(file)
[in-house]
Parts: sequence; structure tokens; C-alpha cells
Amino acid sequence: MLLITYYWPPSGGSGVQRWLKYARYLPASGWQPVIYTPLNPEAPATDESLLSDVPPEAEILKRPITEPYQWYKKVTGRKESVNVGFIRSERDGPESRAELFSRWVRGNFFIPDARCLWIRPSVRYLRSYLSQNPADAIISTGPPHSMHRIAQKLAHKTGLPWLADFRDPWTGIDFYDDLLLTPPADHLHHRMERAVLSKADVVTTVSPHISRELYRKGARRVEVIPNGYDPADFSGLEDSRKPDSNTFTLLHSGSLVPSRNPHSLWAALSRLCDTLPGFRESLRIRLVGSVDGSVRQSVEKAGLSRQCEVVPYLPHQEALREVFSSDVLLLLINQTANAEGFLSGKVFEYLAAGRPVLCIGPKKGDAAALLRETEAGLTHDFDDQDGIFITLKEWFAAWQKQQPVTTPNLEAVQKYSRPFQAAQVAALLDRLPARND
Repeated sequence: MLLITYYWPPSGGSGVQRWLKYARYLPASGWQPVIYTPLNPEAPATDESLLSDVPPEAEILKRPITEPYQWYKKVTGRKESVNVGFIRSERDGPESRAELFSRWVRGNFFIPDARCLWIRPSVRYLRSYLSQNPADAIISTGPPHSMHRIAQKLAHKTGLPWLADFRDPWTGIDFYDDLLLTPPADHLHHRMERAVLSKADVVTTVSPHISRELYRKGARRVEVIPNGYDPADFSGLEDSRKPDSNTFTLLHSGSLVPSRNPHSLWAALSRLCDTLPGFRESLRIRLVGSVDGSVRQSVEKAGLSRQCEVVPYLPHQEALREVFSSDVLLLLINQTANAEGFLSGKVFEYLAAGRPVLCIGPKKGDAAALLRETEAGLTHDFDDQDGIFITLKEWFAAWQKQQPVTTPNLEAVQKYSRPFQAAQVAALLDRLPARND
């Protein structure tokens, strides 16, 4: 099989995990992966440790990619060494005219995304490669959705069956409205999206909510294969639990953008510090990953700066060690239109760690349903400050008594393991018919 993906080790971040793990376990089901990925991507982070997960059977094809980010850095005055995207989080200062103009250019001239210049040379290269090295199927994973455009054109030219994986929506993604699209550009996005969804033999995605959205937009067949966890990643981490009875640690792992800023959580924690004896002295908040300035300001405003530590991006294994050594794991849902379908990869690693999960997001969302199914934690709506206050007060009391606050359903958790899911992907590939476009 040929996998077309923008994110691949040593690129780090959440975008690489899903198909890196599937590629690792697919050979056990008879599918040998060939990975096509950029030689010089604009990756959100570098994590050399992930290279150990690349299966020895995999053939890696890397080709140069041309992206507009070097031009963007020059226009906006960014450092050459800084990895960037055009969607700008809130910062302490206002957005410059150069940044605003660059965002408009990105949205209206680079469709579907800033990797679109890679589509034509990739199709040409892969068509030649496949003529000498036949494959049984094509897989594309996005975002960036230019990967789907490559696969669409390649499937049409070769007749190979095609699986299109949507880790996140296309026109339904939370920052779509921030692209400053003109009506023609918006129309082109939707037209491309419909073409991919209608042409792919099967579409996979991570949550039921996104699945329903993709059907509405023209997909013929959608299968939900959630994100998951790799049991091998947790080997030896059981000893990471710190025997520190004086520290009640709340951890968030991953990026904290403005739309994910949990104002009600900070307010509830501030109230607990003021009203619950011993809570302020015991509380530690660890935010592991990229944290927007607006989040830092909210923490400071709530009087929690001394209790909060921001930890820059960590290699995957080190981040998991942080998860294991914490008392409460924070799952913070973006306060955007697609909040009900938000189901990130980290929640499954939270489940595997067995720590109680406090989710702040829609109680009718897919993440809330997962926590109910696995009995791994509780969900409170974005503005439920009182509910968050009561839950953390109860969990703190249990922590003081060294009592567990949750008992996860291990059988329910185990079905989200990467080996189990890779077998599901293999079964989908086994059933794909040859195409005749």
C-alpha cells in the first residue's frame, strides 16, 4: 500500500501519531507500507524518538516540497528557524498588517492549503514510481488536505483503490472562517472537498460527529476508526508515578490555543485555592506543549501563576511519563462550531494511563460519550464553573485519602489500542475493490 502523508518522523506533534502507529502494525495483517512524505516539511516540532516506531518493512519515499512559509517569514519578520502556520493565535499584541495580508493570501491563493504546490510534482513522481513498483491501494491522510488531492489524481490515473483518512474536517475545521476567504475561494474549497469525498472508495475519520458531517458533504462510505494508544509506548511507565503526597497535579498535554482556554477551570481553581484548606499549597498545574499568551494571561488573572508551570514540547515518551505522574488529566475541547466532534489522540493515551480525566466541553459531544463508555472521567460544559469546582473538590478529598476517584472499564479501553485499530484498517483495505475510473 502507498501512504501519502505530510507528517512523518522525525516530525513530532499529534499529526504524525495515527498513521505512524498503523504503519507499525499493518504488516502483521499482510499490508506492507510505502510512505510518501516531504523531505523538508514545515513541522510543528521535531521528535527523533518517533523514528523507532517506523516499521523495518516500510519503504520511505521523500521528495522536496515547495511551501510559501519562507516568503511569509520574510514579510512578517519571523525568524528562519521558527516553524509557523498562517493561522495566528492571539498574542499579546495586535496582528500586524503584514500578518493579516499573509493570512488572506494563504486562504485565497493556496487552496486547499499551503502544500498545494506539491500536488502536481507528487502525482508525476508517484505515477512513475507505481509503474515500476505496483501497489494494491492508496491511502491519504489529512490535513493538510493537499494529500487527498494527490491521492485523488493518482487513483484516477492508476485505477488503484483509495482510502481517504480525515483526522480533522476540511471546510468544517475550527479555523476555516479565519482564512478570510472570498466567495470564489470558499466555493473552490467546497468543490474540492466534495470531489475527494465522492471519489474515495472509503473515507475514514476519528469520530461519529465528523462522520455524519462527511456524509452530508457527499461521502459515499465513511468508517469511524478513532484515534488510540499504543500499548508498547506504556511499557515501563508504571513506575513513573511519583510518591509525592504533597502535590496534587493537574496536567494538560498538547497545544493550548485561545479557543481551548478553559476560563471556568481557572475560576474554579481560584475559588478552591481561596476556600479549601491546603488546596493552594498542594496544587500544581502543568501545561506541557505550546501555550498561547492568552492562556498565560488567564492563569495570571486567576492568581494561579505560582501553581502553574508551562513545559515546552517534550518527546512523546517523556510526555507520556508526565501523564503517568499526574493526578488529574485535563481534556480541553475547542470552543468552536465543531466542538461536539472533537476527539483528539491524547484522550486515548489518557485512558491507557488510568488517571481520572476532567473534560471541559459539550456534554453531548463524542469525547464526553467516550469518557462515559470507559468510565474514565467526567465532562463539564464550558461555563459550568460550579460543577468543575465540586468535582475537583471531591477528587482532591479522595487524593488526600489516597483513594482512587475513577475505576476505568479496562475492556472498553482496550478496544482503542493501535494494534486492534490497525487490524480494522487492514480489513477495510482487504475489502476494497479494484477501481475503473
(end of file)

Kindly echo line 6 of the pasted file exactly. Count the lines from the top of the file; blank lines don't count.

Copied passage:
C-alpha cells in the first residue's frame, strides 16, 4: 500500500501519531507500507524518538516540497528557524498588517492549503514510481488536505483503490472562517472537498460527529476508526508515578490555543485555592506543549501563576511519563462550531494511563460519550464553573485519602489500542475493490 502523508518522523506533534502507529502494525495483517512524505516539511516540532516506531518493512519515499512559509517569514519578520502556520493565535499584541495580508493570501491563493504546490510534482513522481513498483491501494491522510488531492489524481490515473483518512474536517475545521476567504475561494474549497469525498472508495475519520458531517458533504462510505494508544509506548511507565503526597497535579498535554482556554477551570481553581484548606499549597498545574499568551494571561488573572508551570514540547515518551505522574488529566475541547466532534489522540493515551480525566466541553459531544463508555472521567460544559469546582473538590478529598476517584472499564479501553485499530484498517483495505475510473 502507498501512504501519502505530510507528517512523518522525525516530525513530532499529534499529526504524525495515527498513521505512524498503523504503519507499525499493518504488516502483521499482510499490508506492507510505502510512505510518501516531504523531505523538508514545515513541522510543528521535531521528535527523533518517533523514528523507532517506523516499521523495518516500510519503504520511505521523500521528495522536496515547495511551501510559501519562507516568503511569509520574510514579510512578517519571523525568524528562519521558527516553524509557523498562517493561522495566528492571539498574542499579546495586535496582528500586524503584514500578518493579516499573509493570512488572506494563504486562504485565497493556496487552496486547499499551503502544500498545494506539491500536488502536481507528487502525482508525476508517484505515477512513475507505481509503474515500476505496483501497489494494491492508496491511502491519504489529512490535513493538510493537499494529500487527498494527490491521492485523488493518482487513483484516477492508476485505477488503484483509495482510502481517504480525515483526522480533522476540511471546510468544517475550527479555523476555516479565519482564512478570510472570498466567495470564489470558499466555493473552490467546497468543490474540492466534495470531489475527494465522492471519489474515495472509503473515507475514514476519528469520530461519529465528523462522520455524519462527511456524509452530508457527499461521502459515499465513511468508517469511524478513532484515534488510540499504543500499548508498547506504556511499557515501563508504571513506575513513573511519583510518591509525592504533597502535590496534587493537574496536567494538560498538547497545544493550548485561545479557543481551548478553559476560563471556568481557572475560576474554579481560584475559588478552591481561596476556600479549601491546603488546596493552594498542594496544587500544581502543568501545561506541557505550546501555550498561547492568552492562556498565560488567564492563569495570571486567576492568581494561579505560582501553581502553574508551562513545559515546552517534550518527546512523546517523556510526555507520556508526565501523564503517568499526574493526578488529574485535563481534556480541553475547542470552543468552536465543531466542538461536539472533537476527539483528539491524547484522550486515548489518557485512558491507557488510568488517571481520572476532567473534560471541559459539550456534554453531548463524542469525547464526553467516550469518557462515559470507559468510565474514565467526567465532562463539564464550558461555563459550568460550579460543577468543575465540586468535582475537583471531591477528587482532591479522595487524593488526600489516597483513594482512587475513577475505576476505568479496562475492556472498553482496550478496544482503542493501535494494534486492534490497525487490524480494522487492514480489513477495510482487504475489502476494497479494484477501481475503473